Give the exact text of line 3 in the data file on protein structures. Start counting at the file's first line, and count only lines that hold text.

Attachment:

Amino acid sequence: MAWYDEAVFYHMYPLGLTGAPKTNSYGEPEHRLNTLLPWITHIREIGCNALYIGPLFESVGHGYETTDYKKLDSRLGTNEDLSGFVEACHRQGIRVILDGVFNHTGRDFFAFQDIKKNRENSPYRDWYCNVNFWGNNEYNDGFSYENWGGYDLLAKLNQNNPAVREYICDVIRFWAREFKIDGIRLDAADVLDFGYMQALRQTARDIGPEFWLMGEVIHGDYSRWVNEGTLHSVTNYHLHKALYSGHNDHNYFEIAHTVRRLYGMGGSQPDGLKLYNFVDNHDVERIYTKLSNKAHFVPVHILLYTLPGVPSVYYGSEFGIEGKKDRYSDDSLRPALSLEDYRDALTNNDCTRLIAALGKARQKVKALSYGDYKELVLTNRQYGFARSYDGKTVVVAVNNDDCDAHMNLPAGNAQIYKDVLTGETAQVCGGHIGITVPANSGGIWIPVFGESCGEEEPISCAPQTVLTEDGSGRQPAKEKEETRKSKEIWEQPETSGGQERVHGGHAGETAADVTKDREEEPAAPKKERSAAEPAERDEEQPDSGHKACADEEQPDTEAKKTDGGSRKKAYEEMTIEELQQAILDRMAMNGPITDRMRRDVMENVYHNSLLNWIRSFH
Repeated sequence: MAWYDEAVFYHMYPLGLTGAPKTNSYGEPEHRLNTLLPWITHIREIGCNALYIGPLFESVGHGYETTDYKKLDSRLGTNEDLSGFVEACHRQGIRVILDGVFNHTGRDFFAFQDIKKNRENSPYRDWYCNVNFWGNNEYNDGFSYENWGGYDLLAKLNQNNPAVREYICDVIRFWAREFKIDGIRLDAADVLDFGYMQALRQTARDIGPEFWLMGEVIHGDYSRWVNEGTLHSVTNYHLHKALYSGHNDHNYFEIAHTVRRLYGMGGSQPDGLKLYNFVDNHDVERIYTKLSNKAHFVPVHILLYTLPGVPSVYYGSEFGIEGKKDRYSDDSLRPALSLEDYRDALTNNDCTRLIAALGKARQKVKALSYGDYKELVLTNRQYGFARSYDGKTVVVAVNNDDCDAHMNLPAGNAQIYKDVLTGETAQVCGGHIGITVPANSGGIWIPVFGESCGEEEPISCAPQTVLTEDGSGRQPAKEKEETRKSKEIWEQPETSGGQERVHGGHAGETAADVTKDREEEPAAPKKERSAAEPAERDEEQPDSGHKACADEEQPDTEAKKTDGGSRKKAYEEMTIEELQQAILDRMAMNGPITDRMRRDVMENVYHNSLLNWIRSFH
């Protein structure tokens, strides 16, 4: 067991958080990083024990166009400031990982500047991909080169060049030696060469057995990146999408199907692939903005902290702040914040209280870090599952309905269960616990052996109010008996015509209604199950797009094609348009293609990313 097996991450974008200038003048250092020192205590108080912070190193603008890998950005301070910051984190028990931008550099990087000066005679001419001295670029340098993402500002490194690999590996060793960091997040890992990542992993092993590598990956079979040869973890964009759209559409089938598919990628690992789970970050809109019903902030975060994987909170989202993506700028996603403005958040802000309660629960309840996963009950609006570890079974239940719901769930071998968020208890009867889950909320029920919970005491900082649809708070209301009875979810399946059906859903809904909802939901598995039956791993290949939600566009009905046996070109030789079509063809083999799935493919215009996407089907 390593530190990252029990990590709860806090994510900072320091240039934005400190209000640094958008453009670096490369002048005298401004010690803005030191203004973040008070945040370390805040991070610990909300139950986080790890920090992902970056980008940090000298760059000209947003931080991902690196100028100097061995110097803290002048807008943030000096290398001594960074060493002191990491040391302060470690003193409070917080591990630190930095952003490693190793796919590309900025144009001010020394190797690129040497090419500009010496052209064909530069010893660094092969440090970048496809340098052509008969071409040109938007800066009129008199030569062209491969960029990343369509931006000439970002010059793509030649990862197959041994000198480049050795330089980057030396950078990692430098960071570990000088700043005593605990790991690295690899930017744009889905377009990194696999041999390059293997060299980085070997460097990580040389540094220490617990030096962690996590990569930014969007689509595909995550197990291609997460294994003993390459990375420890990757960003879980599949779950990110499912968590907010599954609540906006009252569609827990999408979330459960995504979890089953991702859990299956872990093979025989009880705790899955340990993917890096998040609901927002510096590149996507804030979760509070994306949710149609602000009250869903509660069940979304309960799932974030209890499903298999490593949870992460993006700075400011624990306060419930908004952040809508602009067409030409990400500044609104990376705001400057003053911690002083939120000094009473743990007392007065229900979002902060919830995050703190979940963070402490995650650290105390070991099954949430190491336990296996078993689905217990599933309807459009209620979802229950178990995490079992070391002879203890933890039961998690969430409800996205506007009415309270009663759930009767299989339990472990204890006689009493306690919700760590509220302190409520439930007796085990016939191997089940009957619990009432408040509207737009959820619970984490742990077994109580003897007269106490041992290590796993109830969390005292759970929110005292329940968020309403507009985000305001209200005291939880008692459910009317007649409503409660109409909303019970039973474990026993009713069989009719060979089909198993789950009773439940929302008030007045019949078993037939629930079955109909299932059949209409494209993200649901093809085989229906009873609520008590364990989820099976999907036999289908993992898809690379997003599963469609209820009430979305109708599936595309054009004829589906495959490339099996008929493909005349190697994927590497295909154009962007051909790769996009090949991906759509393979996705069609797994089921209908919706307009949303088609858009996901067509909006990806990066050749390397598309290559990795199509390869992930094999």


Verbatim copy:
């Protein structure tokens, strides 16, 4: 067991958080990083024990166009400031990982500047991909080169060049030696060469057995990146999408199907692939903005902290702040914040209280870090599952309905269960616990052996109010008996015509209604199950797009094609348009293609990313 097996991450974008200038003048250092020192205590108080912070190193603008890998950005301070910051984190028990931008550099990087000066005679001419001295670029340098993402500002490194690999590996060793960091997040890992990542992993092993590598990956079979040869973890964009759209559409089938598919990628690992789970970050809109019903902030975060994987909170989202993506700028996603403005958040802000309660629960309840996963009950609006570890079974239940719901769930071998968020208890009867889950909320029920919970005491900082649809708070209301009875979810399946059906859903809904909802939901598995039956791993290949939600566009009905046996070109030789079509063809083999799935493919215009996407089907 390593530190990252029990990590709860806090994510900072320091240039934005400190209000640094958008453009670096490369002048005298401004010690803005030191203004973040008070945040370390805040991070610990909300139950986080790890920090992902970056980008940090000298760059000209947003931080991902690196100028100097061995110097803290002048807008943030000096290398001594960074060493002191990491040391302060470690003193409070917080591990630190930095952003490693190793796919590309900025144009001010020394190797690129040497090419500009010496052209064909530069010893660094092969440090970048496809340098052509008969071409040109938007800066009129008199030569062209491969960029990343369509931006000439970002010059793509030649990862197959041994000198480049050795330089980057030396950078990692430098960071570990000088700043005593605990790991690295690899930017744009889905377009990194696999041999390059293997060299980085070997460097990580040389540094220490617990030096962690996590990569930014969007689509595909995550197990291609997460294994003993390459990375420890990757960003879980599949779950990110499912968590907010599954609540906006009252569609827990999408979330459960995504979890089953991702859990299956872990093979025989009880705790899955340990993917890096998040609901927002510096590149996507804030979760509070994306949710149609602000009250869903509660069940979304309960799932974030209890499903298999490593949870992460993006700075400011624990306060419930908004952040809508602009067409030409990400500044609104990376705001400057003053911690002083939120000094009473743990007392007065229900979002902060919830995050703190979940963070402490995650650290105390070991099954949430190491336990296996078993689905217990599933309807459009209620979802229950178990995490079992070391002879203890933890039961998690969430409800996205506007009415309270009663759930009767299989339990472990204890006689009493306690919700760590509220302190409520439930007796085990016939191997089940009957619990009432408040509207737009959820619970984490742990077994109580003897007269106490041992290590796993109830969390005292759970929110005292329940968020309403507009985000305001209200005291939880008692459910009317007649409503409660109409909303019970039973474990026993009713069989009719060979089909198993789950009773439940929302008030007045019949078993037939629930079955109909299932059949209409494209993200649901093809085989229906009873609520008590364990989820099976999907036999289908993992898809690379997003599963469609209820009430979305109708599936595309054009004829589906495959490339099996008929493909005349190697994927590497295909154009962007051909790769996009090949991906759509393979996705069609797994089921209908919706307009949303088609858009996901067509909006990806990066050749390397598309290559990795199509390869992930094999």